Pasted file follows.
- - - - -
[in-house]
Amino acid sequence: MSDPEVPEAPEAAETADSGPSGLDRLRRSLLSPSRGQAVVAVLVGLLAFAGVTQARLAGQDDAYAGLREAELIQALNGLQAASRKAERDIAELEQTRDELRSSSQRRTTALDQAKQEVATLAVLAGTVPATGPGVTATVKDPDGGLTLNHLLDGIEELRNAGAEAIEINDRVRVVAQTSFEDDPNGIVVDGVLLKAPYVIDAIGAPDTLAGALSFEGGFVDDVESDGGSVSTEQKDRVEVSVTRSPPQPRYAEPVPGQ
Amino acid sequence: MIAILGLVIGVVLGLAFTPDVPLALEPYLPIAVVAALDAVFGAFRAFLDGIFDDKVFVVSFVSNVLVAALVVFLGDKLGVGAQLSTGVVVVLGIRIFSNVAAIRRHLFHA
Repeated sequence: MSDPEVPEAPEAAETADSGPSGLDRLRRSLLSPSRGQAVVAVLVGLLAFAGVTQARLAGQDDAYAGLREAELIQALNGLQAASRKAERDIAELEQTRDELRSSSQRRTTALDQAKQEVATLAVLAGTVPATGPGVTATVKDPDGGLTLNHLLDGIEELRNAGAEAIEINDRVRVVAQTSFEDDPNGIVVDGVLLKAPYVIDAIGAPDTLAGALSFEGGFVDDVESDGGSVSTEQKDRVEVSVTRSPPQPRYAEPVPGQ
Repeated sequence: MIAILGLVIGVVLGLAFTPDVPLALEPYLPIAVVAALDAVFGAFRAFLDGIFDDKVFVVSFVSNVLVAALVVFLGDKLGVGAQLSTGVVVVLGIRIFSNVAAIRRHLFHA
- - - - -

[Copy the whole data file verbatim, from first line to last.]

[in-house]
Amino acid sequence: MSDPEVPEAPEAAETADSGPSGLDRLRRSLLSPSRGQAVVAVLVGLLAFAGVTQARLAGQDDAYAGLREAELIQALNGLQAASRKAERDIAELEQTRDELRSSSQRRTTALDQAKQEVATLAVLAGTVPATGPGVTATVKDPDGGLTLNHLLDGIEELRNAGAEAIEINDRVRVVAQTSFEDDPNGIVVDGVLLKAPYVIDAIGAPDTLAGALSFEGGFVDDVESDGGSVSTEQKDRVEVSVTRSPPQPRYAEPVPGQ
Amino acid sequence: MIAILGLVIGVVLGLAFTPDVPLALEPYLPIAVVAALDAVFGAFRAFLDGIFDDKVFVVSFVSNVLVAALVVFLGDKLGVGAQLSTGVVVVLGIRIFSNVAAIRRHLFHA
Repeated sequence: MSDPEVPEAPEAAETADSGPSGLDRLRRSLLSPSRGQAVVAVLVGLLAFAGVTQARLAGQDDAYAGLREAELIQALNGLQAASRKAERDIAELEQTRDELRSSSQRRTTALDQAKQEVATLAVLAGTVPATGPGVTATVKDPDGGLTLNHLLDGIEELRNAGAEAIEINDRVRVVAQTSFEDDPNGIVVDGVLLKAPYVIDAIGAPDTLAGALSFEGGFVDDVESDGGSVSTEQKDRVEVSVTRSPPQPRYAEPVPGQ
Repeated sequence: MIAILGLVIGVVLGLAFTPDVPLALEPYLPIAVVAALDAVFGAFRAFLDGIFDDKVFVVSFVSNVLVAALVVFLGDKLGVGAQLSTGVVVVLGIRIFSNVAAIRRHLFHA